By Mark R. Glanville & Luke Glanville. Offers a new approach to compassion for displaced people: a biblical ethic of kinship. The authors argue that God's people are consistently called to extend kinship―a mutual responsibility and solidarity―to those who are marginalized and without a home. Drawing on their respective expertise in Old Testament studies and international relations, the two brothers engage a range of disciplines to demonstrate how this ethic is consistently conveyed throughout the Bible and can be practically embodied today. The book applies the kinship ethic to issues such as the current mission of the church, national identity and sovereignty, and possibilities for a cooperative global response to the refugee crisis. Challenging the fear-based ethic that often motivates Christian approaches, they envision a more generous, creative, and hopeful way forward.
(Available February 16, 2021)
For more on Refugees, click here.
Love 146
An international human rights organization working to end child trafficking and exploitation through survivor care and prevention. Helps to grow the movement to end child trafficking while providing effective, thoughtful solutions. Learn more.
For more on Human Trafficking, click here.
Less Stuff, More Happiness
A TED Talk, featuring writer and designer Graham Hill who asks the question: Can having less stuff, in less room, lead to more happiness? He makes the case for taking up less space, and lays out three rules for editing our lives: edit ruthlessly, think small & make it multi-functional. Watch now. 
For more Simple Living resources, click here.
A World Free from Nuclear Weapons:
The Vatican Conference on Disarmament
Edited by Drew Christiansen and Carole Sargent. Presents Pope Francis' address and testimony from Nobel Peace Prize laureates, religious leaders, diplomats, and civil society activists at a Vatican conference of leaders in the field of disarmament. Makes the moral case against possessing, manufacturing, and deploying nuclear arms. Shows how the Church's revised position presents an opportunity for global leaders to connect disarmament to larger movements for peace, pointing toward future action. Read more.
For more on War click here.
For more Peace resources, click here.
The Risk of the Cross:
Living Gospel Nonviolence in the Nuclear Age
By Arthur Laffin. This new edition seeks to answer questions such as: What does it mean to follow Jesus way of the cross and to place our trust in God for our true security, instead of in nuclear weapons that can destroy all life on earth? How do we find hope and courage to stand for God's reign of love, justice, and nonviolence in a world threatened by nuclear weapons, environmental devastation, warfare, systemic inequality, and other perils? And ultimately, in whom do we place our trust?
At its core are five small-group sessions focusing on Jesus call to discipleship in Mark's gospel all linked to appendices containing information and inspiration to help faith communities embrace the way of gospel nonviolence and to take action to avert nuclear annihilation and create a disarmed world.
For more Peace resources, click here.
Waging Peace:
One Soldier's Story of Putting Love First
By Diana Oestreich. The autobiographical story of a combat medic in the Army National Guard, who refused to follow orders to run over an Iraqi child to keep her convoy rolling and keep her battle buddies safe. Torn between God's call to love her enemy and her country's command to be willing to kill, she chose to wage peace in a place of war. For the remainder of her tour of duty, Diana sought to be a peacemaker--leading to an unlikely and beautiful friendship with an Iraqi family. Exposes the false divide between loving our country and living out our faith's call to love our enemies. Read more.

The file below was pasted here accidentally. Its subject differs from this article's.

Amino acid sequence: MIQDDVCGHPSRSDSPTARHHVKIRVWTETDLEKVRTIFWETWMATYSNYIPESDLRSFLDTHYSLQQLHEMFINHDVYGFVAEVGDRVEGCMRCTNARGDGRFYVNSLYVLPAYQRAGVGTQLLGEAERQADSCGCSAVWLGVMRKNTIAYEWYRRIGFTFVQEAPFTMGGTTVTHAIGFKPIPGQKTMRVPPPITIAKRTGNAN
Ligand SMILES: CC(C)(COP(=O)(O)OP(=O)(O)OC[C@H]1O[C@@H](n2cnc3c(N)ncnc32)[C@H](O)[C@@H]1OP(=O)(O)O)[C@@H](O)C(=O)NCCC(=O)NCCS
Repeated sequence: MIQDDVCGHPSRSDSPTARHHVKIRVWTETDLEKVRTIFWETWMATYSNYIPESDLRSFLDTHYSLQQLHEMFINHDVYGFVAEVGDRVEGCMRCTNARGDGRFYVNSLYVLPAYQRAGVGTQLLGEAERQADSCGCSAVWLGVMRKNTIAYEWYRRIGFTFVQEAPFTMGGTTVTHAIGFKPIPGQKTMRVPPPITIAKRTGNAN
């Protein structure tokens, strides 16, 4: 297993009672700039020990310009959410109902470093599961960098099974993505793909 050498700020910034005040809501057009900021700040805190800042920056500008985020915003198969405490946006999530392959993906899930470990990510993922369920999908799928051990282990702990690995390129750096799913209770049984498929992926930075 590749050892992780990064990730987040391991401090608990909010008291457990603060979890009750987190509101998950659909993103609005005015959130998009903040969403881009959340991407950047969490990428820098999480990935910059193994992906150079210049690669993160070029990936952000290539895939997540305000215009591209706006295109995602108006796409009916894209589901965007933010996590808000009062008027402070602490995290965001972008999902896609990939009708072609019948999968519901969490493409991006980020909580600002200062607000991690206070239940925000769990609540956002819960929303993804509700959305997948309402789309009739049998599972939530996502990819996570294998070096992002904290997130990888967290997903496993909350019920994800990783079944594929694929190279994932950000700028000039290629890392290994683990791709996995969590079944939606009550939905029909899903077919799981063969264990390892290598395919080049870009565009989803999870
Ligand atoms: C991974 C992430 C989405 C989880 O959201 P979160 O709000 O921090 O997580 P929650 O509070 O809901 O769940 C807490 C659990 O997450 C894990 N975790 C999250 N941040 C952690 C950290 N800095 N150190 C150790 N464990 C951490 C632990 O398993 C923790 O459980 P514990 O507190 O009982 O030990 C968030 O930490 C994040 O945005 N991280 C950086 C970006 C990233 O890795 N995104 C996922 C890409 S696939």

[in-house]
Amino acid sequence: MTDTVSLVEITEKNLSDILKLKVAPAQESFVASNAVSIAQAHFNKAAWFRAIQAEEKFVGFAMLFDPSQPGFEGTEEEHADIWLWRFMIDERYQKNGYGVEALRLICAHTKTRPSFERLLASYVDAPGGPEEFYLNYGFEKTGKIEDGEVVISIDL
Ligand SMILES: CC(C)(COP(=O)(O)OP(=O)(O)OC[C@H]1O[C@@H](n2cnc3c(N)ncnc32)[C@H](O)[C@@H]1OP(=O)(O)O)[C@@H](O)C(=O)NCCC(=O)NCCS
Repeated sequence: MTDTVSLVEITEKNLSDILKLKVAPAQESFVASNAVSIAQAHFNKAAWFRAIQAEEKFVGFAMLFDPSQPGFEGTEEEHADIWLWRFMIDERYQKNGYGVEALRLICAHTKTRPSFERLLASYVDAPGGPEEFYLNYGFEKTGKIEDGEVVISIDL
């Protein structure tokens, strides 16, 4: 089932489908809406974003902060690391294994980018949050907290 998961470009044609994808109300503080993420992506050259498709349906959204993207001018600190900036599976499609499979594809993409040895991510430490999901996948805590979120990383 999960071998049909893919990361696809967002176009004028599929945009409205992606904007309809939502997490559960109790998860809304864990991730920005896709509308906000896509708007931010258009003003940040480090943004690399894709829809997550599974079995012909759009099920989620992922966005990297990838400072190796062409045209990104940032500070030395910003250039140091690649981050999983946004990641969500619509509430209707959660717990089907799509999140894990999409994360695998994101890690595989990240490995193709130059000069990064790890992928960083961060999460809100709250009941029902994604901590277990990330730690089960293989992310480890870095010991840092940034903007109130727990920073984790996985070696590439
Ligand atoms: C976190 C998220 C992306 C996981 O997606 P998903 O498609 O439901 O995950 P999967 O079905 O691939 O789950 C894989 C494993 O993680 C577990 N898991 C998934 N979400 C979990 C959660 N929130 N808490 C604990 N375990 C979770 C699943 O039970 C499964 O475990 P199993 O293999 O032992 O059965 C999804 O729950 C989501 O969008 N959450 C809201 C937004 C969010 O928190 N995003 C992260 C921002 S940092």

For more Peace resources, click here.
Good Shopping Guide
Since 2002, reports on a wide range of environmental, animal welfare and human rights issues and provides ethical rankings for some of the world’s leading brands. Industries include: energy, money, fashion, technology, home, food & drinks as well as health & beauty. Learn more.
For more Justice resources, click here.
Important Dates This Month

Individuals Honored This Month
February Birth Date Unknown
I prayed for twenty years but received no answer until I prayed with my legs.
February 3rd
For any human being, freedom is essential, crucial to our dignity and our ability to be fully human.
February 4th
As far back as I can remember, I knew there was something wrong with our way of life when people could be mistreated because of the color of their skin.
February 4th
If I sit next to a madman as he drives a car into a group of innocent bystanders, I can’t, as a Christian, simply wait for the catastrophe, then comfort the wounded and bury the dead. No, I must try to wrestle the steering wheel out of the hands of the driver. 

February 7th
When I give food to the poor, they call me a saint. But when I ask why the poor have no food, they call me a communist.
February 11th
It is so easy to break down and destroy. The heroes are those who make peace and build.
February 12th
The death of the forest is the end of our life.
February 23rd
What a world this will be when human possibilities are freed, when we discover each other, when the stranger is no longer the potential criminal and the certain inferior!

February 27th
There are many people ready to do what is right because in their hearts they know it is right. But they hesitate, waiting for the other person to make the make the first move - and the other person, in turn, waits for you.